Uniforms. Mandatory fees. Faster service. It’s a whole new code enforcement department.
Over the past seven weeks, consultant Tom Wilson has reorganized the department in an attempt to get property owners to actually repair their buildings.
It is the second attempt in a year to turn around the department, which has had limited success in forcing large landlords to maintain their buildings.
Wilson started with professional standards. Code enforcers were knocking on doors while wearing Led Zeppelin T-shirts, he said. They often showed up to council meetings in jeans. Now the city provides shirts and pants.
“They are code enforcement officers,” Wilson said, stressing the last word. “When they come up to your house, it should feel like code enforcement officers are there.”
He also divided the city into districts — the same districts as trash collection — and assigned one officer to each district.
Previously, a complex and often-changing system determined which inspections were assigned to which enforcer. And since no one had an assigned area, they could only cite violations if they happened to see one, or checked up on a complaint.
Now, Wilson hopes they will cite buildings before anyone complains.
“A guy gets familiar with an area. If a house goes vacant, he sees it going vacant. It allows us to be a little more proactive,” he said. “It also gives pride in ownership — ‘This is my district.’ ”
Wilson also began enforcing a rule that will make it sting a bit more to get a citation.
Until now, any property owner had a grace period in which to make repairs after receiving a citation. If the repairs were made on time, all fees and fines were erased.
But there’s supposed to be a $50 administrative fee attached to the citation. It pays for the officer’s time in inspecting the building before and after the repairs.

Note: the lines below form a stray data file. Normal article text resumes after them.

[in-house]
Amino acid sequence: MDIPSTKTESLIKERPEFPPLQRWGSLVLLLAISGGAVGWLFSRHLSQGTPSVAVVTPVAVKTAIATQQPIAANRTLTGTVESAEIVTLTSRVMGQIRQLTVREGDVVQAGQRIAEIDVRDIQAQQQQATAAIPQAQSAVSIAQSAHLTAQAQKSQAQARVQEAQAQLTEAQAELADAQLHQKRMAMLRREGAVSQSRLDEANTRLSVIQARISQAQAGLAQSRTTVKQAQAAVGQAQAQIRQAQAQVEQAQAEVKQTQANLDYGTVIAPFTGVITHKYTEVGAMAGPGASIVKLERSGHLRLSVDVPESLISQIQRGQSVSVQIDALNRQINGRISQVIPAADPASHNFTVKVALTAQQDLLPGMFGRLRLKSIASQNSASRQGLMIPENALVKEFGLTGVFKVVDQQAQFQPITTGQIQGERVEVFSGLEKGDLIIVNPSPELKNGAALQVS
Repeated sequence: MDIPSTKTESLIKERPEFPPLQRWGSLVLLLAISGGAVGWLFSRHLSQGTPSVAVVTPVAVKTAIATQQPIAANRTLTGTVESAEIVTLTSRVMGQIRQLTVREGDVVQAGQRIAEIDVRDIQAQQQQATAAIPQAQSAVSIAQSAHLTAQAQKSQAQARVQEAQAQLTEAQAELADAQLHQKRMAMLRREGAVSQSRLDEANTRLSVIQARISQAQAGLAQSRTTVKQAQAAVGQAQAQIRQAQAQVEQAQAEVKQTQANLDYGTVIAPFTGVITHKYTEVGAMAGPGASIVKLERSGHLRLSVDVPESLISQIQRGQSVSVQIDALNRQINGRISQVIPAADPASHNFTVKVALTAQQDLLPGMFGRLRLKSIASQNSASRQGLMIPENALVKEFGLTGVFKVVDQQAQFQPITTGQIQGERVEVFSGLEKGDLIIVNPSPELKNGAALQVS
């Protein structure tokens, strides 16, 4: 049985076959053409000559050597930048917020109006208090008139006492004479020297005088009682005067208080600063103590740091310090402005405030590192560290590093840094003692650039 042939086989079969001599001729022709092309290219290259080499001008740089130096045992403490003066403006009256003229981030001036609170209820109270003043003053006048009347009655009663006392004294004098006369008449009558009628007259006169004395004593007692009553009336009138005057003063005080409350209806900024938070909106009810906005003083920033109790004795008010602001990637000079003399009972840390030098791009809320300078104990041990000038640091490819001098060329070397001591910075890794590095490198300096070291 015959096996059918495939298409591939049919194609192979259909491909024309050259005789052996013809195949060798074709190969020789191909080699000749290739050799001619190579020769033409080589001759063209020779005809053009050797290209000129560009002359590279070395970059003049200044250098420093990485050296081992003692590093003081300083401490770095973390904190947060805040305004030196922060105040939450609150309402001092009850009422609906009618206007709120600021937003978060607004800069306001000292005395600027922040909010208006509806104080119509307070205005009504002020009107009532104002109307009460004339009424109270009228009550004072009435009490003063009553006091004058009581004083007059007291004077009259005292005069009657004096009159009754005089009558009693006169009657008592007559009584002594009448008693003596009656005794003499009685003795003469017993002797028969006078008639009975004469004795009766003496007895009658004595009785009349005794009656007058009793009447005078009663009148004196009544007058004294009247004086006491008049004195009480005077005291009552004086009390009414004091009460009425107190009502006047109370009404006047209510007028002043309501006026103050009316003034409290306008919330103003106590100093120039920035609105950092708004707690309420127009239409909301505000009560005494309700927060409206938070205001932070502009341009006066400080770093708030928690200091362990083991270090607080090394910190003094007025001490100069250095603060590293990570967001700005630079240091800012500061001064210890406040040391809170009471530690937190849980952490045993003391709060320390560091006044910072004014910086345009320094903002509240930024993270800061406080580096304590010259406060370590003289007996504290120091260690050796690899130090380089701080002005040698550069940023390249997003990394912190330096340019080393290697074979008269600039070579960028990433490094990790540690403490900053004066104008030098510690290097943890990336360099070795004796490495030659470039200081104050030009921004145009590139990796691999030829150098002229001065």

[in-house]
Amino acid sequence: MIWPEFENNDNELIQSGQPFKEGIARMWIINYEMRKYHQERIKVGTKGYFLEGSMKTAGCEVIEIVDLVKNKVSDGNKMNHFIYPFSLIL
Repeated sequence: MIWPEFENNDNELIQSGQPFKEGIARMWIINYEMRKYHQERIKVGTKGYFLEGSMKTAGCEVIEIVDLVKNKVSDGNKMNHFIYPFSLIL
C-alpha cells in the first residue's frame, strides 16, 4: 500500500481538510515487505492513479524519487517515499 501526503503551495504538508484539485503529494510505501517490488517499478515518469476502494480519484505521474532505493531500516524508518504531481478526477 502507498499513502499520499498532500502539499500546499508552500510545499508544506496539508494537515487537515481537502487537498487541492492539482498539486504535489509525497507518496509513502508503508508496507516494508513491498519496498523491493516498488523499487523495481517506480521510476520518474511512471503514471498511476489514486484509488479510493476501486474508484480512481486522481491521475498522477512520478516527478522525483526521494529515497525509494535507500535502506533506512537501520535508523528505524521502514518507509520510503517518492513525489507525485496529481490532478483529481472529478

Now that fee will be charged to the owner even if the repairs are made on time.
Wilson is also making it easier for owners to make simple repairs without waiting weeks for a building permit.
Roofing, window and siding work can be done without a city engineer’s design approval, Wilson said.
An owner or contractor who shows up with a form for one of those jobs will now be able to get it approved immediately at City Hall.
“Previously I took it and put it in a pile and got to it a week or two later,” Wilson said. “Now they have the authority to issue small permits over the counter. Somebody can go online, pull a permit, walk in and hand it to us.”
He suspects more homeowners and contractors will get the permits now that there’s no waiting period. Making it easier will encourage people to follow the rules, he said.
Creating an effective department has been the focus in council meetings for years. Council members debated policy with former Building Inspector Keith Lamp, but could never get him to agree to do things their way. They even took a summer off to study the most deteriorated buildings themselves and come up with a plan, but nothing came together and the buildings just got worse.
At the same time, the council kept getting complaints. In one of many complaints, code enforcers cited homeowners for having house numbers that couldn’t be read from the street — instead of focusing their efforts on the burnt-out house across the street.
After one employee closed down several businesses for breaking a code that didn’t apply to them, former Mayor Brian U. Stratton assigned Director of Administration John Paolino to fix the department.
He sent employees to special trainings and began to drag the antiquated paper system into the 21st century. All that took more than a year. This summer, Acting Mayor Gary McCarthy hired Wilson to finish the job.
GAZETTE COVERAGEEnsure access to everything we do, today and every day, check out our subscribe page at DailyGazette.com/Subscribe
More from The Daily Gazette: